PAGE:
Saturday, June 5, 2010

Demeter parting the night part 2

I am beginning to define the arm. The waist is still too high.

I have set the arm back under the stone and have begun defining the torso. As there is not a lot of width to the stone, she will have to be slightly twisted to fit.

I use an angle grinder to make cuts in the area where I want the stone removed. I knock out the strips with a hammer and chisel.

I grind the area that Demeter is holding back, coming down from her fingers to give the impression of cloth.

The waist and hip are better, and I'm getting the feeling I want, but Demeter's left arm is still too heavy and the armpit is far too low. It is also too close in around her head and needs to be carved back more.

I indicate with crayon the areas that need to be defined, and mark the folds of Demeter's clothing. I am also further refining the body, arms and face of Demeter, though she's still pretty chunky.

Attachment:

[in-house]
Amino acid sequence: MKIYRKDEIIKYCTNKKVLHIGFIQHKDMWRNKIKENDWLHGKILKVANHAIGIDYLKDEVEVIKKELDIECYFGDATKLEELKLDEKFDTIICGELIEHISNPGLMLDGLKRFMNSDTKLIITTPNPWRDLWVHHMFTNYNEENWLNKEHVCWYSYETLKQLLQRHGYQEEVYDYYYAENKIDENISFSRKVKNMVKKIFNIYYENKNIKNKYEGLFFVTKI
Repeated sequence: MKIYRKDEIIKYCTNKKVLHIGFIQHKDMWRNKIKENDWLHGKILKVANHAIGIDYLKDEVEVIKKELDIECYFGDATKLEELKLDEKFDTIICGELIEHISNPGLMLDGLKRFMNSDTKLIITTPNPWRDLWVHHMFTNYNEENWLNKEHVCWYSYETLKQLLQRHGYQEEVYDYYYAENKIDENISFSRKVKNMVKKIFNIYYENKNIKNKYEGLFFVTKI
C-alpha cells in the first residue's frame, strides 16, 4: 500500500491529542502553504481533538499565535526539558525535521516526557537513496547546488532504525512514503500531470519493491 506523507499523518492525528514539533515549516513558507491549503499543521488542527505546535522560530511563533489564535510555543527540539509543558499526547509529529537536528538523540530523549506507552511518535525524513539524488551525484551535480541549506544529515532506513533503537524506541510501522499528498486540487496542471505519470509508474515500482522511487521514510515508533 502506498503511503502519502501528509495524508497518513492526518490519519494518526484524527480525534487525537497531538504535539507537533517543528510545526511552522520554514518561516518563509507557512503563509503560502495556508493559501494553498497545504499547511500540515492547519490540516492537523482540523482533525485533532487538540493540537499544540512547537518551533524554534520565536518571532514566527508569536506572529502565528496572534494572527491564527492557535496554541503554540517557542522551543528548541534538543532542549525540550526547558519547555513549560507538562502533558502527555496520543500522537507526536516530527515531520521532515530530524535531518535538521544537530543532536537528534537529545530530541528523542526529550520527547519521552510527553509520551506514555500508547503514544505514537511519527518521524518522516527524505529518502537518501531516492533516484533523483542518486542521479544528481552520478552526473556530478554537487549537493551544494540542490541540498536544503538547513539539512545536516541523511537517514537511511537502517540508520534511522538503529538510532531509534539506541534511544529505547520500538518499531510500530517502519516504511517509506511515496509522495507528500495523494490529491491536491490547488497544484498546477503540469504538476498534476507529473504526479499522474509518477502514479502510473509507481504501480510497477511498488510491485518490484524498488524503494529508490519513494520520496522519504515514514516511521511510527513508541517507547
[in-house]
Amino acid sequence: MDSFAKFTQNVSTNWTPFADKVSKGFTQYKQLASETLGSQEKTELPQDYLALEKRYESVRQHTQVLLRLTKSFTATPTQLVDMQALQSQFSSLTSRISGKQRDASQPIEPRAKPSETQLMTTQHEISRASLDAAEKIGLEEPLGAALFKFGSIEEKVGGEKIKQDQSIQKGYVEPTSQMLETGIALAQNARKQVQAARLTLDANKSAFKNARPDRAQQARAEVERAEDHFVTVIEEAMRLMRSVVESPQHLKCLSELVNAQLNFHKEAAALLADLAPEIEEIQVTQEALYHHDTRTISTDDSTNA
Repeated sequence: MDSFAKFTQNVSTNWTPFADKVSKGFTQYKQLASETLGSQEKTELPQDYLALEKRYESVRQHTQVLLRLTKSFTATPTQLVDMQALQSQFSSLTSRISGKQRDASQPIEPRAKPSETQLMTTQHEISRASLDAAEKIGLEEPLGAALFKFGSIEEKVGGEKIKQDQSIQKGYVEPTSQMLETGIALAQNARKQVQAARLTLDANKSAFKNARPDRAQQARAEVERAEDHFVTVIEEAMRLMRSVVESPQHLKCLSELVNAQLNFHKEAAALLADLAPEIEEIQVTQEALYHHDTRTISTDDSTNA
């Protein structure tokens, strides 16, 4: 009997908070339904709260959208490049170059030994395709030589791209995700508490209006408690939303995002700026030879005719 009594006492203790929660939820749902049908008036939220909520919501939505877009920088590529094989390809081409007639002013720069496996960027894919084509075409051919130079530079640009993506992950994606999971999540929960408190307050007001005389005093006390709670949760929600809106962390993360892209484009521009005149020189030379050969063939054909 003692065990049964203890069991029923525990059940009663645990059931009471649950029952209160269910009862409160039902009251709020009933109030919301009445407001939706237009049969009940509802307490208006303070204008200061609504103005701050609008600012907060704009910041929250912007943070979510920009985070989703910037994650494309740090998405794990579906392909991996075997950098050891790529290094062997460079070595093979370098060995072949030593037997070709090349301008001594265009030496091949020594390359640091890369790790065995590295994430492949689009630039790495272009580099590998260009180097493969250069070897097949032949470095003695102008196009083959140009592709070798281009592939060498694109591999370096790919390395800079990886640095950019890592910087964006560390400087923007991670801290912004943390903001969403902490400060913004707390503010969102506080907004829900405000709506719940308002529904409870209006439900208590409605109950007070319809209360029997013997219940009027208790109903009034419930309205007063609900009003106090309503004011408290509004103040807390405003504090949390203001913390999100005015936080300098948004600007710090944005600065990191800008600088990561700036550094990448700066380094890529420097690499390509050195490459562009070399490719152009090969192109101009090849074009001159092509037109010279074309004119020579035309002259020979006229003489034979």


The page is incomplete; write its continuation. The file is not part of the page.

I use an angle grinder to carve the lines that I indicated with crayon, to define Demeter's body and the cloth-like area that represents the night.

The back of the left hand is too meaty and needs to be ground down more. I need to define the inside line of the arm. This, I will do with an angle grinder down the arm and a die grinder around the hand.

The right hand with crayon marks. A series of lines is a reminder that an area (in this case the back of the hand) is too high and needs to be ground down more. I carve the fingers and the hand, but I don't cut behind and define it yet. I may want to carve it further back. I'll live with it first.

I use a Makita die grinder with a diamond bit to shape the fingers, taking care to carve around the forms I want that are marked by black crayon.

I am beginning to block out the fingers of the right hand.

I finish the sculpture just to the edge of the raw stone, to emphasize the emerging form of Demeter and cloth-like folds representing the night she has parted. I use photos of myself, taken by Don, to further refine the arms, face and body. A pistol grip sander with 220 grit cloth is used to smooth out and subtly shape the drapery. I hand sand the entire carved surface with 80 grit paper. Handsanding gives a subtly that powertools can't match.

Demeter has been powerwashed to remove dust from the pores of the sculpture. Powerwashing can help me to see areas that need a little more work.

1 comment:

RJ said...

holy cow, this is awesome. when the average person looks at a sculpture, they're probably not thinking of all the careful subtraction that goes into it.